PPA Gets Three-Month Reprieve
A Rockaway charter school that has been earmarked for closure by the city’s Department of Education has won a reprieve, perhaps up to three months, as the result of a decision by a Queens Supreme Court judge last week.
Judge Diccia Pineda-Kirwin ruled on May 24 that the Peninsula Preparatory Academy, located in the former Stella Maris High School building, will remain open until she comes to a decision on its fate, a ruling that the judge said would come sometime in late July or early August.
In January, the DOE voted not to renew the school’s charter, but the board of directors vowed to fight, utilizing public money to retain an attorney and file suit against both the DOE and the city.
At the time, school officials defended using public money to bring suit against the city under the theory that “We have the right to defend ourselves.”
DOE officials said that there is nothing illegal about using public funds to file a lawsuit under the circumstances.
“At the Peninsula Preparatory Academy, we are not going to renew their charter based on the standards [that it failed to meet], and they will close at the end of the 2011-2012 school year,” DOE spokesperson Frank Thomas told The Wave in January. “They have failed to meet five of the nine student performance goals they have laid out in their charter, and this year they received their fourth consecutive C on their progress report. Beyond this, their board and staff leadership has failed to gather performance data effectively and use it to build a strong school culture, and have not demonstrated to us that they are capable of providing the oversight needed to run a high quality school.”
According to the DOE’s Charter School Renewal Report, only 46.2 percent of PPA students were proficient in the English Language Arts test, in contrast with 54.7 percent in the rest of District 27.
In addition, the report says, “PPA has failed to demonstrate its ability to establish a system to gather assessment and evaluation data and to use that data to improve instructional effectiveness and student learning outcomes.”
In November, when the DOE first announced that it was looking closely at two Rockaway schools, PS 215 in Wavecrest and the PPA, local attorney Betty Leon, who is the chairperson of PPA’s Board of Directors, told The Wave that the entire process is “unfair.”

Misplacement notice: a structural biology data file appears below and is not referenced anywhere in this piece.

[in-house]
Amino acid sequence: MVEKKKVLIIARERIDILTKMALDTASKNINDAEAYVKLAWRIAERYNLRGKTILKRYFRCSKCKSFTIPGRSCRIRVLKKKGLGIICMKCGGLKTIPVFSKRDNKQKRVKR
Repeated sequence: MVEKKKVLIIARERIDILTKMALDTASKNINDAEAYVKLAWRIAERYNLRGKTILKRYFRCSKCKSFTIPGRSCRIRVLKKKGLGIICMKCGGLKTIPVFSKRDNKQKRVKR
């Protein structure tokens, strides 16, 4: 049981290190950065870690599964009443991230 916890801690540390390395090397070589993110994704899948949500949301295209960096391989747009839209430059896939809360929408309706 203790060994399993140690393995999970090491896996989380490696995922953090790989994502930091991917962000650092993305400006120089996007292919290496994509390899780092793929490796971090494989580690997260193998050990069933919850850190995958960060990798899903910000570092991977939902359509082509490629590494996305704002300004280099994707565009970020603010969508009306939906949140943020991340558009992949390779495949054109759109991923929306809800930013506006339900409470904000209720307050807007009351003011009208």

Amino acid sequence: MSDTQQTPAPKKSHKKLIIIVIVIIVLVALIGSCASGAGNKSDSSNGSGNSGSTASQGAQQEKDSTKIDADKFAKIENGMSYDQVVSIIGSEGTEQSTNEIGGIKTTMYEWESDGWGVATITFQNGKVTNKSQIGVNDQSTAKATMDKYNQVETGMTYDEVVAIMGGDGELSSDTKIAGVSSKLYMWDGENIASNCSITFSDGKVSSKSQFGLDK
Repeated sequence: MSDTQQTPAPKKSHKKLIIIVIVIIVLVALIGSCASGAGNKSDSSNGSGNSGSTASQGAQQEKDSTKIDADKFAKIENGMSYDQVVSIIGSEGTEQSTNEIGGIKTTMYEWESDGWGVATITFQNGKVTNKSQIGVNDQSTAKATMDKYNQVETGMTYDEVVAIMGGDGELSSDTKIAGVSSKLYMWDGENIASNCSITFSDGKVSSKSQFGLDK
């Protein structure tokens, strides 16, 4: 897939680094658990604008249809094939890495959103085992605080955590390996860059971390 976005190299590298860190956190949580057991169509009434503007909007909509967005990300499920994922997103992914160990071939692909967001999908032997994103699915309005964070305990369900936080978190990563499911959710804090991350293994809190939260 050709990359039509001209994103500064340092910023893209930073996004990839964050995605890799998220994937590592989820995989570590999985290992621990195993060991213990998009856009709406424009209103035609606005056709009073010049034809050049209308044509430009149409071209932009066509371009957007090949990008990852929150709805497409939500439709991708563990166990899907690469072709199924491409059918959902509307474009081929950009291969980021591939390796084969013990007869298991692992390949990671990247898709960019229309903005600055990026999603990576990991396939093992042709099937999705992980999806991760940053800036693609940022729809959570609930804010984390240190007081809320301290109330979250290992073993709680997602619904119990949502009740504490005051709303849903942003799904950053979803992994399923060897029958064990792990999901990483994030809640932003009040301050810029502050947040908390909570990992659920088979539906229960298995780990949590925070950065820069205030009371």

“This is very frustrating,” she said. “They come to the school and look at classrooms without knowing anything about what should be going on in those classrooms.”
And, Leon does not think that earning C’s on a school report card indicates a problem that requires closing the school.
Opened in 2004, Peninsula Preparatory Charter School was founded by State Senator Malcolm A. Smith, who served as a board member until
2006. Another Queens politician, Representative Gregory Meeks, was also a member of the elementary school’s board.
Despite its political connections, and the fact that tens of thousands of public dollars were pumped into the building, Peninsula Prep struggled from the outset. Originally located in a Far Rockaway middle school, it moved into a complex of trailers near a large real estate development owned by one of Smith’s campaign donors, leaving its students without a gym or playground. For the last three years, it has received C’s on its progress reports from the city.
Ericka Wala, Peninsula’s principal since July of 2009, said the school had been improving, albeit slowly.
“I was hoping we would be given an opportunity to continue the movement that I believe is in a positive direction, and unfortunately the decision was otherwise,” she said.
This week, Wala said, “The majority of our scholars come from areas in the Rockaways and they are disenfranchised, segregated, isolated and illserved. Many of the local public schools struggle through these conditions, which perpetuate an overall lower academic performance for the Rockaways.”
Parent Teacher Association Co- President Lisa George told Clare Trapasso of the Daily News that hers is “a great school.”
“We don’t have to worry about a lot of things that the surrounding schools go through,” she said. “There’s no gangs, there’s no violence. One of the major things bothering the parents is that the schools that our parents are being referred to have not outscored or beaten PPA.”
Josmar Trujillo, the school’s other copresident, said, “I am very satisfied [with the court’s decision]. The Queens Supreme Court has seen fit to allow our fate to be determined by the merits of the argument, the goals of public education, and the accomplishments of our children; not he political agendas of a few powerful men.”
The attorney representing 99 parents at the school said that the school can now apply for the money it needs for the next school year, especially to keep its staff in place.
The city must write a check on July 1 to cover the school’s operating budget, DOE officials say.
It was not clear at press time what percentage of those operating expenses would go to paying the attorney and funding the lawsuit.